Three Lutheran churches on the life issue

Lutheran ethicist Robert Benne attended the March for Life, which occasioned some interesting reflections on how different Lutheran church bodies approach the abortion controversy.

The Missouri Synod had gathered several hundred with whom we marched. Lutherans for Life—an umbrella organization—provided an additional banner under which another couple hundred marched. However, a stunning realization came to me: I saw not one mainline Protestant banner or organized group. Of course, I could have missed them amid the immensity of the march, but it is safe to say they were not there in any significant mass. That was true for the Evangelical Lutheran Church in America, which more and more resembles mainline liberal Protestantism. [Read more...]

Lutheran pastor rejects Baptism, Lord’s Supper

I don’t expect non-Lutherans to believe what Lutherans do.  I do expect Lutherans to believe what Lutherans do.  Especially Lutheran pastors.  Rev. Dan Delzell, the pastor of Wellspring Lutheran Church in Papillion, Nebraska,is a regular writer for ChristianPost.com.  As we blogged earlier, last year he wrote a piece denying what Lutherans believe about the Lord’s Supper.  Now he has written another piece denying what Lutherans believe about baptism. [Read more...]

The “grace” vs. “holiness” debate

Christianity Today has set up a symposium discussing the following question:  Do American Christians Need the Message of Grace or a Call to Holiness?  As usual, no Lutherans were asked to participate, and the whole debate is maddening for a Lutheran to read, not just because of its false dichotomies but because of what is missing in the understanding of both terms. [Read more...]

The importance of Christ’s baptism

Last Sunday the epiphany being celebrated was the baptism of Jesus.  John’s baptism was for sinners, so when Jesus was baptized, He began His work as our substitute.  In our baptism, we are united with Him in His death, burial, and resurrection (Romans 6:3-11).  Thus, the Holy Spirit descends on us.  We have by adoption what Jesus has as the Father’s only begotten son, so that the Father can say of us, “You are my beloved son.”  And because Christ’s righteousness is imputed to us, the Father can say of us, “with you I am well-pleased.” [Read more...]

The nature of Hell

Something interesting I found exploring the Patheos neighborhoods:  A discussion from Ryan Adams (whom I assume is not the same person as the former lead singer of Whiskeytown) on the Eastern Orthodox understanding of Hell, which is defined as the suffering that comes from being loved by God and yet rejecting that love.  He talks about this notion in Dostoevsky and shows how that mysterious phrase of the Creed about Christ’s descent into Hell plays into this.  Read it all, but here is his conclusion: [Read more...]

How to interpret “kill Americans”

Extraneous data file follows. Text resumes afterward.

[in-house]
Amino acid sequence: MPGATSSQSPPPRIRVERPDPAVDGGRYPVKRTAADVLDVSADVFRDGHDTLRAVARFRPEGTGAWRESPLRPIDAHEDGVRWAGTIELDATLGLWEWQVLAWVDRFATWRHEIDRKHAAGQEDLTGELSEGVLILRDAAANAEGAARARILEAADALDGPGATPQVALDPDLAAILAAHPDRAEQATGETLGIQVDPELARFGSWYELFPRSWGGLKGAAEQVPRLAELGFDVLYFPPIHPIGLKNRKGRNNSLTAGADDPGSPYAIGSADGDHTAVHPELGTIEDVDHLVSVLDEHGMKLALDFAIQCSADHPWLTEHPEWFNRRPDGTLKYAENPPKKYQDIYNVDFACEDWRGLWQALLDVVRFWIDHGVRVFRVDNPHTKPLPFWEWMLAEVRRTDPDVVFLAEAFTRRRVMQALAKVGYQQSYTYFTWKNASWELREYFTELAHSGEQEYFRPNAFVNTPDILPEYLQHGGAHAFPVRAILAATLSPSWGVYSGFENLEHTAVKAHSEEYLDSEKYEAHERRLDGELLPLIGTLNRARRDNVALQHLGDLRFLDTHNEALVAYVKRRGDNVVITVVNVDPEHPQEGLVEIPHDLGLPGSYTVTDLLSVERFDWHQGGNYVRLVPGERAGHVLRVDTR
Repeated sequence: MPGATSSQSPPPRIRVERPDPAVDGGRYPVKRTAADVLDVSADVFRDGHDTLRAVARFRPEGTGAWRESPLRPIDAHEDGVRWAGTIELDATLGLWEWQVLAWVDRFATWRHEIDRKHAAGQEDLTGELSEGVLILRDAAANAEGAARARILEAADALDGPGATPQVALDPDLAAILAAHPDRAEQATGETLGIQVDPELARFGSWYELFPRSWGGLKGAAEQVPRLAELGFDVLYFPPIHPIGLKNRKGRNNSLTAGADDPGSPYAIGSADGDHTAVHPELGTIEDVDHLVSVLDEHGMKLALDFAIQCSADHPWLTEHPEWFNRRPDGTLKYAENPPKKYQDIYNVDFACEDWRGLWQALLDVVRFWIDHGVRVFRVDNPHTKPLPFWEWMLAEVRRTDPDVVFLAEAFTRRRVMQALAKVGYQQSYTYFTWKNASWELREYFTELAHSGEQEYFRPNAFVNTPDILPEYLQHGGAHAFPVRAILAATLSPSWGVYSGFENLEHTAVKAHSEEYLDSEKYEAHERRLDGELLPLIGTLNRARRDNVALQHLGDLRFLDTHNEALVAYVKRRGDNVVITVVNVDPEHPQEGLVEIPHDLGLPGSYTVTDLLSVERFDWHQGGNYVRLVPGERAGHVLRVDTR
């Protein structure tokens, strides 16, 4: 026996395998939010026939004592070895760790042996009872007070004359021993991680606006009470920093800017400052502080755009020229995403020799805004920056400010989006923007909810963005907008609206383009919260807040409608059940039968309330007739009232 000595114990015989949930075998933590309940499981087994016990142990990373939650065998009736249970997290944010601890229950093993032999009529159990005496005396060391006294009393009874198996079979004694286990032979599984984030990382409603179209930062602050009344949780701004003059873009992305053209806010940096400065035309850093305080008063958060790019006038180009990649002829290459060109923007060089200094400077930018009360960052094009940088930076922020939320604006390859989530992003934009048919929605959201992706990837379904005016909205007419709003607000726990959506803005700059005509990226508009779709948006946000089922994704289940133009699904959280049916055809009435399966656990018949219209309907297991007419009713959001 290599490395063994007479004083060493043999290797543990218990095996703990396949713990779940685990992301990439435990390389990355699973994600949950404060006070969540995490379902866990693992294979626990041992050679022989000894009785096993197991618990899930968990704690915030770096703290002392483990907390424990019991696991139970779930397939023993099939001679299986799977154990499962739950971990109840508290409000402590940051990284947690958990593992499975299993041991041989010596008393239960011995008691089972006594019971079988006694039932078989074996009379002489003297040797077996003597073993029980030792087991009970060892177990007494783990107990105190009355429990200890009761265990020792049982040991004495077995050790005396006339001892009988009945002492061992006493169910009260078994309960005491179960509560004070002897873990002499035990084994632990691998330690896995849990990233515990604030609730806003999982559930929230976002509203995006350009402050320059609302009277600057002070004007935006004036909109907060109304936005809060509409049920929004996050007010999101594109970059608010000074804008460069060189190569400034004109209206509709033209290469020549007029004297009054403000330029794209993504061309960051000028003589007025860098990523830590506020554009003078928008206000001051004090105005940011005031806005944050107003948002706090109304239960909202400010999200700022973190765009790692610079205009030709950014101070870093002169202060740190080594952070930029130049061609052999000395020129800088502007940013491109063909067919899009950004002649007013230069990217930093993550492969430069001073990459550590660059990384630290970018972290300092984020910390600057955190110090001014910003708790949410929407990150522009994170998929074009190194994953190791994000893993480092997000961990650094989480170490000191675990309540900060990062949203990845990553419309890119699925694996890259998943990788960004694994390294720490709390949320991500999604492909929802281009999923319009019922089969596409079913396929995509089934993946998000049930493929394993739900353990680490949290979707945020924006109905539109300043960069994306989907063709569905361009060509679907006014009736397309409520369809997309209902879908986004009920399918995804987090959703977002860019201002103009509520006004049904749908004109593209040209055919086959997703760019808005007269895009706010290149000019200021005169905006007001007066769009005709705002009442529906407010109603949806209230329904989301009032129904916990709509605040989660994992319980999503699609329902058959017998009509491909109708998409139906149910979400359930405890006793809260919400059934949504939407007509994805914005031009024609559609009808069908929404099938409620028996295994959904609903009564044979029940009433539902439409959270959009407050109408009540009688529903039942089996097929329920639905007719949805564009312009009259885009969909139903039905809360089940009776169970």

The South Korean rapper Psy–whose “Gangnam Style” goofy dance moves have become the top YouTube video of all time–was once virulently anti-American.  In 2004 at an anti-Iraq war concert, he rapped these lyrics written by a South Korean metal group:

“Kill those f—— Yankees who have been torturing Iraqi captive / Kill those f——- Yankees who ordered them to torture / Kill their daughters, mothers, daughters-in-law, and fathers / Kill them all slowly and painfully.”

Now he is apologizing:

“While I’m grateful for the freedom to express one’s self, I’ve learned there are limits to what language is appropriate and I’m deeply sorry for how these lyrics could be interpreted. I will forever be sorry for any pain I have caused by those words.”

My interest is not in Psy’s anti-Americanism or his violent lyrics.  I’m sure his apology is sincere.  But what gets me is his reference to “how these lyrics could be interpreted.”  He says to kill Yankees and the girls and women in their families.  In what sense is that statement in need of interpretation?  How else could those words be interpreted, other than as an exhortation to kill Americans and their families?

The notion that all language statements and assertions stand in need of interpretation and may be interpreted in many different ways–including those that contradict the explicit meaning–is wreaking all kinds of havoc.  Especially  when treating the Bible.  Theology has often become an exercise in interpreting away Biblical statements that the theologian does not agree with.

To be sure, some language calls for interpretation, but other language is clear on its face.  Some of the controversies involve questions about which is which. But even interpretation is supposed to help us understand what has been said, rather than undoing what has been said.

via Heat is on South Korean rapper Psy for anti-American rap – The Washington Post.


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